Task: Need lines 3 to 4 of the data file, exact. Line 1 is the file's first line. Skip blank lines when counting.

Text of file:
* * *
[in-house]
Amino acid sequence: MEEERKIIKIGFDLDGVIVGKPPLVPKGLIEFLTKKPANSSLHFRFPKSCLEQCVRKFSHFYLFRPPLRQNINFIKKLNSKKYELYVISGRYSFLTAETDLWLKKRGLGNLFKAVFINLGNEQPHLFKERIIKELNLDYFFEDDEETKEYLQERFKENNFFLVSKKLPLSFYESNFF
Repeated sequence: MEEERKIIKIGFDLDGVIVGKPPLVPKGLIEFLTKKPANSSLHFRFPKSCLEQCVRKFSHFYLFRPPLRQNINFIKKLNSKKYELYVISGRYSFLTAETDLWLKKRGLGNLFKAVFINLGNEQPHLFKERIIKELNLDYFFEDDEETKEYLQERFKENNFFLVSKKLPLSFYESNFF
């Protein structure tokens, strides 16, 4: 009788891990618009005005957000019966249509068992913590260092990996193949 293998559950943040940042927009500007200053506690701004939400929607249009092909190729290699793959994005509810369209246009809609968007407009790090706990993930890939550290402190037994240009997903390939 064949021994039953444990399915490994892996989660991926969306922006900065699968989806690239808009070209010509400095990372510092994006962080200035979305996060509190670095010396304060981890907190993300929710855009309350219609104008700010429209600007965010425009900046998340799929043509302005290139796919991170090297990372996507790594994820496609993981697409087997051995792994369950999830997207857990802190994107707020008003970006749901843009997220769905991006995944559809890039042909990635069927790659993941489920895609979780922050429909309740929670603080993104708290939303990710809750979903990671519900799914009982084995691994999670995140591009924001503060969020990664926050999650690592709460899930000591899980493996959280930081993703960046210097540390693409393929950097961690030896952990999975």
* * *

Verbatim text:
Repeated sequence: MEEERKIIKIGFDLDGVIVGKPPLVPKGLIEFLTKKPANSSLHFRFPKSCLEQCVRKFSHFYLFRPPLRQNINFIKKLNSKKYELYVISGRYSFLTAETDLWLKKRGLGNLFKAVFINLGNEQPHLFKERIIKELNLDYFFEDDEETKEYLQERFKENNFFLVSKKLPLSFYESNFF
């Protein structure tokens, strides 16, 4: 009788891990618009005005957000019966249509068992913590260092990996193949 293998559950943040940042927009500007200053506690701004939400929607249009092909190729290699793959994005509810369209246009809609968007407009790090706990993930890939550290402190037994240009997903390939 064949021994039953444990399915490994892996989660991926969306922006900065699968989806690239808009070209010509400095990372510092994006962080200035979305996060509190670095010396304060981890907190993300929710855009309350219609104008700010429209600007965010425009900046998340799929043509302005290139796919991170090297990372996507790594994820496609993981697409087997051995792994369950999830997207857990802190994107707020008003970006749901843009997220769905991006995944559809890039042909990635069927790659993941489920895609979780922050429909309740929670603080993104708290939303990710809750979903990671519900799914009982084995691994999670995140591009924001503060969020990664926050999650690592709460899930000591899980493996959280930081993703960046210097540390693409393929950097961690030896952990999975």